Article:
Tag Archives: head of state

Hoping to be able to look with respect again at president

We are enmeshed in a global health crisis the likes of which very few of us ever have witnessed.

The last global pandemic to sweep the planet occurred while the nation was fighting World War I and, yes, there are a small number of centenarians who have a fleeting memory of the measles pandemic that killed millions of Americans.

Still, we also are facing a presidential election near the end of this year. I am trying the best I can to look ahead without taking my eye off the current crisis that has killed nearly 70,000 Americans.

I am longing for a return to a time when I can look with respect at the president of the United States. The current president never has won my trust, so it is difficult to say he “lost” my trust during this crisis, given that there was no trust for Donald Trump to lose in the first place.

I want to be crystal clear. When I refer to “respect for the president,” I refer only to the individual who holds the office. I continue to revere the presidency. The office commands all our respect. However, when I look at the individual sitting in the office — now that he has demonstrated beyond all manner of doubt his unfitness for that office — I am filled with horror and dread.

The juxtaposition of the coronavirus pandemic and the upcoming election only pulls the two events into sharp relief.

Trump had the opportunity to rise to the level of a leader. He could have executed his duties as comforter, consoler, unifier. He has failed miserably on all three and then some! He casts the health crisis almost solely in economic terms, hoping for all he’s worth that the economy will rebound in time for Trump to reap some political reward.

This con man/carnival barker/charlatan/fraud offers next to zero words of comfort to those who suffer. Listen to his comments about how “no one is more concerned about the death” than he is; listen to him follow that with the very next sentence that says “by the same token, we have to worry” about the economy.

This guy sickens me.

I want the next election to give us a leader who can behave with dignity and grace. It looks as though Joe Biden will be Trump’s foe this fall. Fine. I’m all in … now! I wasn’t in the beginning of this campaign, but given what we are witnessing from the Liar in Chief, I most certainly have become what you might call a Bidenista.

Those critics of this blog will laugh with scorn at what I will say next, but … whatever. I am truly weary of speaking so ill of the president. I want to be able to speak with high praise of the individual who serves as our head of state.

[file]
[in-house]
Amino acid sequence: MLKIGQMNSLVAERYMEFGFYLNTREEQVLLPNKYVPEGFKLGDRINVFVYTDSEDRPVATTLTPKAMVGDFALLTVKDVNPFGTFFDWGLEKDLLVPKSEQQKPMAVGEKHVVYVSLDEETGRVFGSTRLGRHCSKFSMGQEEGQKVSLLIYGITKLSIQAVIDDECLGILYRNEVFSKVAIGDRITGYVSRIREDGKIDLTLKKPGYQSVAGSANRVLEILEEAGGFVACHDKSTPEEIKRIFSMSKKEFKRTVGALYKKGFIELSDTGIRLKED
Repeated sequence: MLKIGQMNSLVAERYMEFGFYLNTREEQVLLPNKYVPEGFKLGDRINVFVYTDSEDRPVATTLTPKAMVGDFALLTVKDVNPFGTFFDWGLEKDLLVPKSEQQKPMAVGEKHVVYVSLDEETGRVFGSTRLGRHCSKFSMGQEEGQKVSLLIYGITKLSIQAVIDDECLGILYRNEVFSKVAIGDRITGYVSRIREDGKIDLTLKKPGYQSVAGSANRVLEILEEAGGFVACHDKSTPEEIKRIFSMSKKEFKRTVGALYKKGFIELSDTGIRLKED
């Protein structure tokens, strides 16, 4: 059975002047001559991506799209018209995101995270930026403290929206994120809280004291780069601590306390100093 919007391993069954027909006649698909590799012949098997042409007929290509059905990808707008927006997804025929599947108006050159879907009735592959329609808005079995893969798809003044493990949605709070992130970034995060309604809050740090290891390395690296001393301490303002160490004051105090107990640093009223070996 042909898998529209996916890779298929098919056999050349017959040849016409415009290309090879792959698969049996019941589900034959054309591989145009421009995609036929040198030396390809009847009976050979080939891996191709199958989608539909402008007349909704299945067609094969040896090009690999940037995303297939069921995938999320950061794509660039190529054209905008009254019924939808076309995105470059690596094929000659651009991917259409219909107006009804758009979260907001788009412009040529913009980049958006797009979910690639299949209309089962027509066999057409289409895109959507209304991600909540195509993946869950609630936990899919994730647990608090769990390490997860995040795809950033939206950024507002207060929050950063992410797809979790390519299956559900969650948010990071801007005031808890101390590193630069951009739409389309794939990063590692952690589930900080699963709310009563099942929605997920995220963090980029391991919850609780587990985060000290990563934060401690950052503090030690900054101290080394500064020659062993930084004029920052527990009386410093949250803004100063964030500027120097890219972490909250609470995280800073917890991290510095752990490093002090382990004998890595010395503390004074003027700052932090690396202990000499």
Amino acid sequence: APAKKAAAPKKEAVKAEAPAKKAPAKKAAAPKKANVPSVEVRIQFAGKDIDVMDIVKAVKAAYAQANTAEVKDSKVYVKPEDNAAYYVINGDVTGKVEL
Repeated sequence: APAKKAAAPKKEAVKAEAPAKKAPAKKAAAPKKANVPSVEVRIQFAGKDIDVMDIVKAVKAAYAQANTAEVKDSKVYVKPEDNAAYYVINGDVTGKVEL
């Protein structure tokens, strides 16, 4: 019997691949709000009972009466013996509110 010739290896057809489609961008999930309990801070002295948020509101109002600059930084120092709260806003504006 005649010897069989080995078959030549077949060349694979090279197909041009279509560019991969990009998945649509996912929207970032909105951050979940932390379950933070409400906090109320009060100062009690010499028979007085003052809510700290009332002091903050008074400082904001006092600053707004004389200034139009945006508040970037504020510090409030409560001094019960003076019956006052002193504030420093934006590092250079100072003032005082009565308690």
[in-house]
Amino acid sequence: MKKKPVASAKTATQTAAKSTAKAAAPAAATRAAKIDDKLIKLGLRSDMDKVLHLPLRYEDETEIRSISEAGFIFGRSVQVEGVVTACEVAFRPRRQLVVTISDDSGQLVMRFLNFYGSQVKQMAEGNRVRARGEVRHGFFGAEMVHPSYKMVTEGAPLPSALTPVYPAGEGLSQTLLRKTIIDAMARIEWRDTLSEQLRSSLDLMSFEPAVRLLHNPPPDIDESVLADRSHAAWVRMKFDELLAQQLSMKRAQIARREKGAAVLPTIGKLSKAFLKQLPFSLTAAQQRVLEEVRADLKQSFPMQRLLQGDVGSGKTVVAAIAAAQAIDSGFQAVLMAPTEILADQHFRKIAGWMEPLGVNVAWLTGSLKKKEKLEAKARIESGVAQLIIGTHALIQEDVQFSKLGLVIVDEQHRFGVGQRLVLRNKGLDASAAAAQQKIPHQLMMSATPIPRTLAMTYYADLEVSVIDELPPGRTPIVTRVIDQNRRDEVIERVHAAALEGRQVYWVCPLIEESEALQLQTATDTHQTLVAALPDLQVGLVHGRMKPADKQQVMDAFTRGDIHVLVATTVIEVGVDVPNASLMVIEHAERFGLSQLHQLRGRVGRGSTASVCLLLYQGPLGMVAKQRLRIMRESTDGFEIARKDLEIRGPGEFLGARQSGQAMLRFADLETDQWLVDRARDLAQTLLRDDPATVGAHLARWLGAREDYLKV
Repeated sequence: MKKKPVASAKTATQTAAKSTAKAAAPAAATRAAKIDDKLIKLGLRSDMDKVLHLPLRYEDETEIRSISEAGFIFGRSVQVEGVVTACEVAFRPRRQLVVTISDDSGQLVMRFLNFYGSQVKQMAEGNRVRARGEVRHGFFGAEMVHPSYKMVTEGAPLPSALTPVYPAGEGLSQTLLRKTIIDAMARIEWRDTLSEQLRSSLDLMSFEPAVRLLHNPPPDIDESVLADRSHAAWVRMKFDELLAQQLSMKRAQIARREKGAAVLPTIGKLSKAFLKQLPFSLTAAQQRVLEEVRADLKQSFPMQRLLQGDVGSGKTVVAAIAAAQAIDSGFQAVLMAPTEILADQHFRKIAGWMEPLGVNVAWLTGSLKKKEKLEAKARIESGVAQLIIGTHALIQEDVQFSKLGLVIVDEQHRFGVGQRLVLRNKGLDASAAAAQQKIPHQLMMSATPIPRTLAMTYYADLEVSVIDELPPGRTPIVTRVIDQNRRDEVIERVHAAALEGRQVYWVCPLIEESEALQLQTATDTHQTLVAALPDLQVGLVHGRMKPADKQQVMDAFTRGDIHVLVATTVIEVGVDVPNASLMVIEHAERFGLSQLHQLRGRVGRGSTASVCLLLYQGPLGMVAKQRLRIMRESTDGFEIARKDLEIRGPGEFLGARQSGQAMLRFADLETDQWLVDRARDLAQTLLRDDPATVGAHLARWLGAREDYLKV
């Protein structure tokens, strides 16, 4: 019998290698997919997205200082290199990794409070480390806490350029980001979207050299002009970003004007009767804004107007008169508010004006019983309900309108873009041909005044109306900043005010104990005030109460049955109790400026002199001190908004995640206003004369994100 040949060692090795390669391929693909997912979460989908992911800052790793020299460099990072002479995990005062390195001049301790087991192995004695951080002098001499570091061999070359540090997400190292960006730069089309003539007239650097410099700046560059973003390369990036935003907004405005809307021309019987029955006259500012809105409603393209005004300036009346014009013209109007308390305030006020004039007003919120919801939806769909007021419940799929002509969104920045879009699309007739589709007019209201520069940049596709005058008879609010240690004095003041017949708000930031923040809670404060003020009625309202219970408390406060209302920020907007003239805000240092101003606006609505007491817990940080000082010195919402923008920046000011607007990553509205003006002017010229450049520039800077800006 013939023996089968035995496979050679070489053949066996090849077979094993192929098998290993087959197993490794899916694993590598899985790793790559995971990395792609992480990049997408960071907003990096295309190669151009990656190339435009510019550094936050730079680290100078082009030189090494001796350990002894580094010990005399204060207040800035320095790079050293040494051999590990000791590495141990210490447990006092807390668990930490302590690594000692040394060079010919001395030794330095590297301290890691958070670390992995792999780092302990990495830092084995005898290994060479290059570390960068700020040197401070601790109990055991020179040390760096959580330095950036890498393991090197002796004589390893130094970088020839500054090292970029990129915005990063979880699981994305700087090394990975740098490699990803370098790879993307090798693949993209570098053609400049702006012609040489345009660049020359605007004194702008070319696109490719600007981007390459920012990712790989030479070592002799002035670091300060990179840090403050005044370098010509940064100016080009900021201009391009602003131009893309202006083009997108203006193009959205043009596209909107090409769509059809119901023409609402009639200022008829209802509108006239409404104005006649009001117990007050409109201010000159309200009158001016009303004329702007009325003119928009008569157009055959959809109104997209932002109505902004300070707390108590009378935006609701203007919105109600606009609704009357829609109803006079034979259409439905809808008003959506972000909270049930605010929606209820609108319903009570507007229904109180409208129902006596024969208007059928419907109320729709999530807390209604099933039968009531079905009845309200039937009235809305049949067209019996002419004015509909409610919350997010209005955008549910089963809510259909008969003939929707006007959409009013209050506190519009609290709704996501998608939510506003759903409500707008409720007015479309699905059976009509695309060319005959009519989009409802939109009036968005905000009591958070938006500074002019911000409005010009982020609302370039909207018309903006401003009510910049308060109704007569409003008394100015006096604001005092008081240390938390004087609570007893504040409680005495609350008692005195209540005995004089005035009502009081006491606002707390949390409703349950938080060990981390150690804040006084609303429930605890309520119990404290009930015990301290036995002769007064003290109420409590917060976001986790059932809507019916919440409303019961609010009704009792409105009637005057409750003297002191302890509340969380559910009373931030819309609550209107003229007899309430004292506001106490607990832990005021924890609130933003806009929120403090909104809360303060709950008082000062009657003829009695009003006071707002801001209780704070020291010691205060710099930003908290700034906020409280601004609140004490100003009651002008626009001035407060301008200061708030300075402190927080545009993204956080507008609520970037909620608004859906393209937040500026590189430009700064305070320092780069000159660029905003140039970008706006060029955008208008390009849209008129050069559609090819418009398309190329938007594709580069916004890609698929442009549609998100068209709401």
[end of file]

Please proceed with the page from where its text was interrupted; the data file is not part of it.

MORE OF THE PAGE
The current individual just can’t cut it. Nor will he ever cut it.

Presidents should be better than this

I consider myself a modern fellow. I believe I am adequately liberated from the hang-ups that bedeviled my parents and grandparents.

However, I remain kind of stodgy in one respect. I expect the leader of my country to be the best we have to offer. I expect the president of the United States to be relatively free of the bad habits that afflict many of the rest of us.

Take for example the latest offering from Donald John Trump. He sat in the White House conducting a serious meeting on immigration reform. He was talking to several key lawmakers: six Republicans and a Democrat. The discussion turned to special protections offered to immigrants from Third World countries.

Then the president blurted out his now-infamous “sh**thole” comment about immigrants from Haiti, El Salvador and Africa.

His supporters say he’s speaking for millions of Americans. They say he is using language many of the rest of us use.

I get that. I have been known to pepper my language with terms similar to what the president used. However, there’s a big difference.

Donald Trump is the president; I am not. He is the one who talks about high-minded public policy with other government officials; I talk to my friends and family members. He represents the greatest nation on Earth; I represent only myself.

I want the president to be better than what he continues to demonstrate.

I want him to speak with some semblance of dignity and decorum. He keeps disappointing many of his fellow Americans. We deserve better than what we’re getting from our head of state.